The foregoing description and illustrations contained herein demonstrate many of the advantages associated with the present invention. In particular, it has been revealed that a method for testing and burning-in a semiconductor wafer of flip-chip dice is possible without encountering any of the problems of damaged solder bumps as a result of wafer probe and burn-in. Practicing the present invention provides tested semiconductor devices for known-good-die applications. By testing the semiconductor wafer prior to the formation of the solder bumps, all the attendant problems of deforming or damaging the solder bumps are eliminated. Additionally, contamination of the probe tips with lead or lead oxide from the solder bumps is also eliminated because the probe tips contact a hard gold surface instead of ductile tin-lead solder bumps.

Thus it is apparent that there has been provided, in accordance with the invention, a method for testing and burning-in a wafer of flip-chip semiconductor dice that fully meets the needs and advantages set forth previously. Although the invention has been described and illustrated with reference to specific embodiments thereof, it is not intended that the invention be limited to these illustrative embodiments. Those skilled in the art will recognize that modifications and variations can be made without departing from the spirit of the invention. For example, the present invention is in no way limited to any particular type of semiconductor die but can include any device that is designed to be flip-chip mounted so that an under-bump-metallurgy is present for probing. Furthermore, while contact of the probe tips onto the under-bump-metallurgy of each bonding pad is preferably located on either the flat shoulder area or in the trough of the bonding pads, it may be possible to achieve contact on the sidewall of the bonding pad, especially if a sharp or pointed probe tip is used. Additionally, the top layer of the under-bump-metallurgy is not limited to gold but may be another metal or any anti-oxidant barrier as long as it allows good joining between the under-bump-metallurgy and the solder bump. Therefore, it is intended that this invention encompass all such variations and modifications falling within the scope of the appended claims.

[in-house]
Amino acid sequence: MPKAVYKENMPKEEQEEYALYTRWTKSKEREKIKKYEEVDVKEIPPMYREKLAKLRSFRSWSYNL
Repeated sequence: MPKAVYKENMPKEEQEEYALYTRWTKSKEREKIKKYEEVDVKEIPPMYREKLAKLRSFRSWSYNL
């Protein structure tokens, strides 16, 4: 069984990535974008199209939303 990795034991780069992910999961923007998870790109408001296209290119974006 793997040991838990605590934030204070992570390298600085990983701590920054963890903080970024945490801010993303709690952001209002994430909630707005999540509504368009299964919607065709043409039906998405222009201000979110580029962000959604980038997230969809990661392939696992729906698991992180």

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Classifications
U.S. Classification438/17, 438/614, 438/757
International ClassificationG01R1/073, G01R31/28, G01R1/067
Cooperative ClassificationG01R31/2886, G01R31/2831
European ClassificationG01R31/28E11